3 Popular Time-Management Tricks That Don't Work You've heard this advice over and over again, but we hate to break it to you – it's BS. We debunk three of the most popular productivity techniques and tell you what you should be doing instead.
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Entrepreneurs are always looking for techniques to help them be more productive. In fact, the time management section on Amazon Books includes nearly 3,000 titles that promise "stress free productivity," "big results in less time," and "an organized, happier life." But do their tricks produce results?
"Too often they don't," says Maura Thomas, author of Personal Productivity Secrets (Wiley, 2012) and founder of Regain Your Time, an Austin, Texas-based workflow management consulting firm. "Many of the tricks make things unnecessarily complicated."
To help entrepreneurs make the most of their day, Thomas reveals three time-management techniques that don't work and offers tips on what you can do instead:
1. Ranking tasks by priority level.
Several planning systems ask you to assign an A, B and C, or a High, Medium and Low priority level to your tasks. The idea is to structure your day so that you tackle the most urgent things first. While this seems to makes sense, Thomas says it's not specific enough.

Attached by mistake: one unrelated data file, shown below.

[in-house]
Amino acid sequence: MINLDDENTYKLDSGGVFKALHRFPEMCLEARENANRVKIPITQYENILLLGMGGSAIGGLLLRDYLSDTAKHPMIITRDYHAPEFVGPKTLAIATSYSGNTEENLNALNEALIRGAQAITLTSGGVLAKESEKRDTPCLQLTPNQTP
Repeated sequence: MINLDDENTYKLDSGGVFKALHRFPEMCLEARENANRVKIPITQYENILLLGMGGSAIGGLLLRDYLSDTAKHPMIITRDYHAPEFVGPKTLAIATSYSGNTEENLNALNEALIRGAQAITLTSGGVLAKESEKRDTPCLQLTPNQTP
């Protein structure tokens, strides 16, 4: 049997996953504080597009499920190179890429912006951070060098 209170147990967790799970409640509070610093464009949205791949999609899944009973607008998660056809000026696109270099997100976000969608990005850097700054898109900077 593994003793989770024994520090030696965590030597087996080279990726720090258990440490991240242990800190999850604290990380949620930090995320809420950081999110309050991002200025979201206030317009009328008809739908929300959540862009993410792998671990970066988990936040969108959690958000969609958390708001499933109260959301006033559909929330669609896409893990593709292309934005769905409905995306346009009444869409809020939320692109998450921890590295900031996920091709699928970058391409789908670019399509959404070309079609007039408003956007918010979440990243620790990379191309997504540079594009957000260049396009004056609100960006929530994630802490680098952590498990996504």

"Something is on your list because it's important," she says. "People tend to mark too many tasks as being an A priority, with no clear way to determine what to do that day. And those things that are marked B or C don't get looked at until they're an A."
Instead, Thomas says you should be realistic about how much you can get done each day and prioritize your list by assigning a deadline to each item: "If you have 90 things on your list and you can tackle three things each day, you now know that three of the things on your list won't get done for 30 days, and three won't get done for 29 days, and so on," she says. "If this isn't OK, you can prepare by hiring extra help, cancelling weekend plans or renegotiating due dates with clients."
2. Writing a daily to-do list.
Many time management experts suggest spending the first 10 minutes of every day making a to-do list of the things you want to accomplish. Thomas says this is a waste of time.
"Instead of re-inventing the wheel every morning, spend 20 to 30 minutes each week or month emptying your brain, capturing everything you can think of that you need or want to do," she says. If you have prioritized it by due date, you will have a premade to-do list.
"You can go straight to your list each morning and spend the first minutes of the day being proactive," she says. And when new things come up, simply take a minute to work it into your master list.
3. Time blocking.
We've all been told to get things done by making an appointment with ourselves, but the first person you'll break a date with is yourself, says Thomas.
"When people use the calendar to manage their to-do list, they often spend more time rearranging things and deciphering between real appointments and time blocks," says Thomas, adding that time-blocking has its place, but there are rules to follow to make it effective.
First, don't use it for everything; you'll artificially clutter your day and your calendar will lose its effectiveness. Second, don't block time far in advance; you often can't predict what a week from now will look like. And finally, don't assign a specific task.
"Instead, call it proactive time and choose to do what feels most appropriate," says Thomas. "Sometimes we feel creative and sometimes we are more linear. You'll get more done if you match tasks with your mood."